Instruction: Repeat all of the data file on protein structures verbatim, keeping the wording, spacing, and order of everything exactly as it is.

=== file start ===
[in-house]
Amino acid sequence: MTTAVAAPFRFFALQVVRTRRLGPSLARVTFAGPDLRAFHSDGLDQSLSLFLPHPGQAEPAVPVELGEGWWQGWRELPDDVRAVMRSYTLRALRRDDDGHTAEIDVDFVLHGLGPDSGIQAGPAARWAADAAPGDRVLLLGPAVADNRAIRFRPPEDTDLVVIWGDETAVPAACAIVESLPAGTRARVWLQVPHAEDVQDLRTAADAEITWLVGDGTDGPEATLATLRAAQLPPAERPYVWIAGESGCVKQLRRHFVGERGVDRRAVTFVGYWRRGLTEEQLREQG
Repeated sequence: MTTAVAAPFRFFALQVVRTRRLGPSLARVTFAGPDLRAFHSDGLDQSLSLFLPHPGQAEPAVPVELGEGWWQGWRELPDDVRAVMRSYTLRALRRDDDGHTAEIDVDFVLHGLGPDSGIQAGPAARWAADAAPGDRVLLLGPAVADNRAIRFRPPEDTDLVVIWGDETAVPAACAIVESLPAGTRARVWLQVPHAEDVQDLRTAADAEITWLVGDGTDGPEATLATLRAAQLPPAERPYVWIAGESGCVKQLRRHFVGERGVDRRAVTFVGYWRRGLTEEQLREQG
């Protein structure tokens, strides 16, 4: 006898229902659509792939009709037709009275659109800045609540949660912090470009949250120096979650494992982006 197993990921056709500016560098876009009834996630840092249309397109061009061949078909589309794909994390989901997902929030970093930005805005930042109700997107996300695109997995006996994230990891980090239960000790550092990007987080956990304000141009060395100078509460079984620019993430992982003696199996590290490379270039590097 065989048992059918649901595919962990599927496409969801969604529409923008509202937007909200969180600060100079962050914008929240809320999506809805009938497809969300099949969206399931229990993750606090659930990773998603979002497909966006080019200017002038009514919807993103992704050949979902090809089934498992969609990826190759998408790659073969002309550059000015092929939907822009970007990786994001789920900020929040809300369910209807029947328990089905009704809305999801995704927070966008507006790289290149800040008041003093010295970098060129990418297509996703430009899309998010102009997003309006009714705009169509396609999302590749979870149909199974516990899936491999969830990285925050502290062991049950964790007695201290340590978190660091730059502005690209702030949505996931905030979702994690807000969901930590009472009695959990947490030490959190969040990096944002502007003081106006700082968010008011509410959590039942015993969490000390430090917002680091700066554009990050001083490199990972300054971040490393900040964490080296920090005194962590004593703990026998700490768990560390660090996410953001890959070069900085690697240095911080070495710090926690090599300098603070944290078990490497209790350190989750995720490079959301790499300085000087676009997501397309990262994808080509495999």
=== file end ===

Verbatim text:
[in-house]
Amino acid sequence: MTTAVAAPFRFFALQVVRTRRLGPSLARVTFAGPDLRAFHSDGLDQSLSLFLPHPGQAEPAVPVELGEGWWQGWRELPDDVRAVMRSYTLRALRRDDDGHTAEIDVDFVLHGLGPDSGIQAGPAARWAADAAPGDRVLLLGPAVADNRAIRFRPPEDTDLVVIWGDETAVPAACAIVESLPAGTRARVWLQVPHAEDVQDLRTAADAEITWLVGDGTDGPEATLATLRAAQLPPAERPYVWIAGESGCVKQLRRHFVGERGVDRRAVTFVGYWRRGLTEEQLREQG
Repeated sequence: MTTAVAAPFRFFALQVVRTRRLGPSLARVTFAGPDLRAFHSDGLDQSLSLFLPHPGQAEPAVPVELGEGWWQGWRELPDDVRAVMRSYTLRALRRDDDGHTAEIDVDFVLHGLGPDSGIQAGPAARWAADAAPGDRVLLLGPAVADNRAIRFRPPEDTDLVVIWGDETAVPAACAIVESLPAGTRARVWLQVPHAEDVQDLRTAADAEITWLVGDGTDGPEATLATLRAAQLPPAERPYVWIAGESGCVKQLRRHFVGERGVDRRAVTFVGYWRRGLTEEQLREQG
């Protein structure tokens, strides 16, 4: 006898229902659509792939009709037709009275659109800045609540949660912090470009949250120096979650494992982006 197993990921056709500016560098876009009834996630840092249309397109061009061949078909589309794909994390989901997902929030970093930005805005930042109700997107996300695109997995006996994230990891980090239960000790550092990007987080956990304000141009060395100078509460079984620019993430992982003696199996590290490379270039590097 065989048992059918649901595919962990599927496409969801969604529409923008509202937007909200969180600060100079962050914008929240809320999506809805009938497809969300099949969206399931229990993750606090659930990773998603979002497909966006080019200017002038009514919807993103992704050949979902090809089934498992969609990826190759998408790659073969002309550059000015092929939907822009970007990786994001789920900020929040809300369910209807029947328990089905009704809305999801995704927070966008507006790289290149800040008041003093010295970098060129990418297509996703430009899309998010102009997003309006009714705009169509396609999302590749979870149909199974516990899936491999969830990285925050502290062991049950964790007695201290340590978190660091730059502005690209702030949505996931905030979702994690807000969901930590009472009695959990947490030490959190969040990096944002502007003081106006700082968010008011509410959590039942015993969490000390430090917002680091700066554009990050001083490199990972300054971040490393900040964490080296920090005194962590004593703990026998700490768990560390660090996410953001890959070069900085690697240095911080070495710090926690090599300098603070944290078990490497209790350190989750995720490079959301790499300085000087676009997501397309990262994808080509495999």